Panther Grille serves sustainability


The Panther Grille food truck, seen here parked outside the William Pitt Union, can be found at various locations throughout lower campus. (Photo by Bader Abdulmajeed | Staff Photographer)

By Madeline Gavatorta, Staff Writer

Students commonly experience having to dash into Market-to-Go or the Cathedral Cafe between classes — now, there’s a Pitt eatery that travels as much as they do.

The University’s newest eatery, the Panther Grille, is a blue and gold food truck that journeys to different parts of campus throughout the week, serving up loaded fries and walking tacos between 11 a.m. – 2 p.m. Besides cash and credit, the truck also accepts Panther funds and dining dollars.

The truck is the creation of a group of students enrolled in the Katz School of Business, all pursuing a certificate in leadership and ethics with a focus on ethical leadership and social responsibility. The project, which launched in 2016, made sustainability a priority.

Audrey Murrell, a professor and associate dean at the College of Business Administration who oversaw the project, explained that sustainability played a prominent part in the group’s work for several reasons.

“One, from a straight business efficiency standpoint, the issue of wasting food is costly. It’s costly to business, it’s costly to consumers,” Murrell said. “From a social responsibility standpoint, we started studying food waste because issues in terms of … people’s access to healthy, affordable food are a social responsibility issue.”

Murrell said that the Panther Grille is a success so far, exceeding their original expectations. Abdou Cole, the resident district manager for Pitt Dining by Sodexo, reported that five academic departments have requested the food truck be present for events, including a department luncheon.

“It has been a tremendous success,” Murrell said.

Students in the certificate program began researching and benchmarking for the project in January 2016. They crafted a business plan that included rules and zoning regulations, operation procedures, a financial analysis, a possible menu and a zero-waste initiative.

“We actually can…feed more people if we reduce food waste,” Murrell said. “From an ethical standpoint, you want to make sure that you are being a good steward of all resources.”

The truck can be used for special events, help serve areas on campus where less food options are present and also work as a “disaster kitchen” — meaning if one eatery on campus cannot run anymore for whatever reason, Panther Grille can be used as a backup.

“In the past, we have situations where there was a water main break or electrical outage and had to close a dining hall. Now, we will just pull up and serve the students,” Cole said.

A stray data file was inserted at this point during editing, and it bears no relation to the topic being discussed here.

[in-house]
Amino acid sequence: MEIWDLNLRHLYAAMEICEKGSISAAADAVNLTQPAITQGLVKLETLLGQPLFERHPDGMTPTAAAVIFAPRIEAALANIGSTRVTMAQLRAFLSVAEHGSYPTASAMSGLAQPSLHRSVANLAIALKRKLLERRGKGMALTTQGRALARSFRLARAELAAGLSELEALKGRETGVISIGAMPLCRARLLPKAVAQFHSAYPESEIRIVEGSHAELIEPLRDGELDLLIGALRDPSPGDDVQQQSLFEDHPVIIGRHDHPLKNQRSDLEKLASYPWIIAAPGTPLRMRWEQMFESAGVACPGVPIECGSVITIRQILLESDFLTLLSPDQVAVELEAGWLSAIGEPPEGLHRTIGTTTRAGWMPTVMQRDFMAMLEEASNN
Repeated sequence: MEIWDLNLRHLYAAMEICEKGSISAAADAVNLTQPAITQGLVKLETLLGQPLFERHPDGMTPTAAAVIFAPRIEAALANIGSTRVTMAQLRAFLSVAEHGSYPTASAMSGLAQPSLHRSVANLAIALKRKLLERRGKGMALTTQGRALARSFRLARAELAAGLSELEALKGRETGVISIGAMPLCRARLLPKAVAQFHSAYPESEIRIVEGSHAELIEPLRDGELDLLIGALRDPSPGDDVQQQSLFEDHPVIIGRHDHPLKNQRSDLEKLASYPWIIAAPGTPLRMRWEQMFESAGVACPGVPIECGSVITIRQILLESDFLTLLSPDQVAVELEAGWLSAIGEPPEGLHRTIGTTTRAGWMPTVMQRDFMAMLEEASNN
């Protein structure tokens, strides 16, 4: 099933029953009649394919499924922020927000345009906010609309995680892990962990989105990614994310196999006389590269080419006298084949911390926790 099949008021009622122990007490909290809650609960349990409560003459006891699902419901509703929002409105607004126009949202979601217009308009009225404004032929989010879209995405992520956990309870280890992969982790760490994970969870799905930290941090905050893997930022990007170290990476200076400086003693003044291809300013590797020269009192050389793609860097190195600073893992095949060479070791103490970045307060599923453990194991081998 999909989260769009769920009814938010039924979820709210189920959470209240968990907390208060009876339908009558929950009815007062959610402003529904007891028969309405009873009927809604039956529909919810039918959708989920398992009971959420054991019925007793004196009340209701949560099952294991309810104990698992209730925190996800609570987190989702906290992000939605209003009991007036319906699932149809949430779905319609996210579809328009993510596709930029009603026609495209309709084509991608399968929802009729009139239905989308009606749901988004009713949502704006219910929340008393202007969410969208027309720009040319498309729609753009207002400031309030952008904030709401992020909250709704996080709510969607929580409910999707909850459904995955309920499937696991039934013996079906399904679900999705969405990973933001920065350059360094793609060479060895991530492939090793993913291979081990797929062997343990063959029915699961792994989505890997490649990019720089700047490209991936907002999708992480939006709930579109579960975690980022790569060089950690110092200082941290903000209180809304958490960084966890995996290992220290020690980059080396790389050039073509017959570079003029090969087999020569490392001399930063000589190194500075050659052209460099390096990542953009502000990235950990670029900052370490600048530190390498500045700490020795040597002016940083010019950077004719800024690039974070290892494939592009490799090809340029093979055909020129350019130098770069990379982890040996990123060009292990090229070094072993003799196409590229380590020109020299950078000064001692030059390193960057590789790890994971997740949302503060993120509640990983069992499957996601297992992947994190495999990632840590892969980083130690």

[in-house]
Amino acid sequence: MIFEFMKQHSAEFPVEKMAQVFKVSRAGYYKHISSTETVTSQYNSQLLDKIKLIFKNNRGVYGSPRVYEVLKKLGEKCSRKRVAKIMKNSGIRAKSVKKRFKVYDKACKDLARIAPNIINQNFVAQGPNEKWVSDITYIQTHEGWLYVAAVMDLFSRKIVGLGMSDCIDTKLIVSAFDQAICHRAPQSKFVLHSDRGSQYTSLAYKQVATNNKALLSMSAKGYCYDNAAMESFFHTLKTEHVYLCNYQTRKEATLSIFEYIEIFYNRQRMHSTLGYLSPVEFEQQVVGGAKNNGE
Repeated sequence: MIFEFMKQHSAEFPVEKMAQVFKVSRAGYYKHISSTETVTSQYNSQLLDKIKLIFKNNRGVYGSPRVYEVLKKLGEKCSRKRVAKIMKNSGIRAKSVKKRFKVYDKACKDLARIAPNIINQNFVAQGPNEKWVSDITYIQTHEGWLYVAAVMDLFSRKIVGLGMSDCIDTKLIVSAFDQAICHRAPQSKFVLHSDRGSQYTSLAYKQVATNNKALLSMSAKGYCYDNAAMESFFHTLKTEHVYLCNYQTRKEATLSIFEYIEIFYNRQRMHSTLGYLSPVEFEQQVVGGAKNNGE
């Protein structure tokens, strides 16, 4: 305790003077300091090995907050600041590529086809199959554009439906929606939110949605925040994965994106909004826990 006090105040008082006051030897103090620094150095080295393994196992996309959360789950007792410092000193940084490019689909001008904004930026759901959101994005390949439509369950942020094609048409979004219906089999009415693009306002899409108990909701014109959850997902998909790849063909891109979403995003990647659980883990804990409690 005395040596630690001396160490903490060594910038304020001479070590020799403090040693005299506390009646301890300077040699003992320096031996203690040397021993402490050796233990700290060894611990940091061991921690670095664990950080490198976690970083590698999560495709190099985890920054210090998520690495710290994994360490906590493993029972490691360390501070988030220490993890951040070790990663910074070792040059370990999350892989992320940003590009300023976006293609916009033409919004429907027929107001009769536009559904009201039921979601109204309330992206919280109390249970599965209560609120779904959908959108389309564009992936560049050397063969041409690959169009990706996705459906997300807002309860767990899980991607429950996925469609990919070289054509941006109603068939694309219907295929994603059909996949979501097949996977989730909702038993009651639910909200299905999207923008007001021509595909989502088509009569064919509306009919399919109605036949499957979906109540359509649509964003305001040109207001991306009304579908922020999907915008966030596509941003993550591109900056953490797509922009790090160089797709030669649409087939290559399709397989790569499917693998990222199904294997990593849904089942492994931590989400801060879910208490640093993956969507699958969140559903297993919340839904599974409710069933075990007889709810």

The original idea came from the Eat & Greet events hosted by the Student Government Board, in which Sodexo members gather to hear suggestions from students in the lower lounge of the William Pitt Union. Cole received comments from the attending students about wanting a food truck.

“It serves the University community, it provides employment and it shows that when students speak, we listen and act,” Cole said.

He went to Murrell about the idea, who appreciated the opportunity for her leadership and ethics certificate students to get some work experience.

“I like that it is going to provide students hands-on experience in running a business, as they will be doing the marketing, promotion, accounting and food ordering for the truck,” Cole said.

It took a lot of contributors to create Panther Grille, including chef Jeff Kenaucy, supervisor of the truck, who can vouch for the truck’s success. He said he’s been taking feedback from students about the food the truck serves.

“I think it’s nice seeing the different students and kinda getting input from them on what kind of food they like,” Kenaucy said.

Kenaucy also talked about the locations the truck has visited, including across the street from Sutherland Hall, the Fifth Avenue side of the William Pitt Union and in between Hillman Library and Wesley W. Posvar Hall, right along Bigelow Boulevard. The truck receives an average of 100 to 150 customers a day, peaking once at 300. He explained that upper campus is a tougher crowd and the lower campus locations usually give more business.

“I think a lot of [the students’] classes are on lower campus … so they tend to live up there

and as soon as the day starts, they kinda make their way downhill and they end up staying the day on lower campus,” Kenaucy said.

Kenaucy and executive chef Conrad Meier at sous-chef, or second in command, helped create the menu. It was up to Sodexo general manager John Crayton to taste-test the results. Kenaucy said that working in the Panther Grille has been a learning experience.

“There are all kinds of things you learn as time goes on, like it tends to get a little messier because of the whole kitchen moves and it gets pretty hot in the kitchen here sometimes,” Kenaucy said.

Cole Bolten, a first-year physics and astronomy major, said his favorite food from the truck was The Point — a panini with turkey, bacon, sliced apple and Gouda cheese.

“The apples add a nice freshness to the sandwich and the Gouda gives a more upscale feel. Just the sandwich as a whole feels a bit more upscale than other offerings on campus for the same price point,” Bolton said.

Pitt Business does a lot of projects with corporations in Pittsburgh, Pennsylvania and throughout the United States, but Murrell is especially proud of this project because of its impact on campus.

“This project is special because it affects home [in] that we were able to do something that provides a valuable resource for Pitt’s campus,” Murrell said. “And we were able to do it in a way that is both efficient as a business enterprise but also socially responsible in terms of its impact.”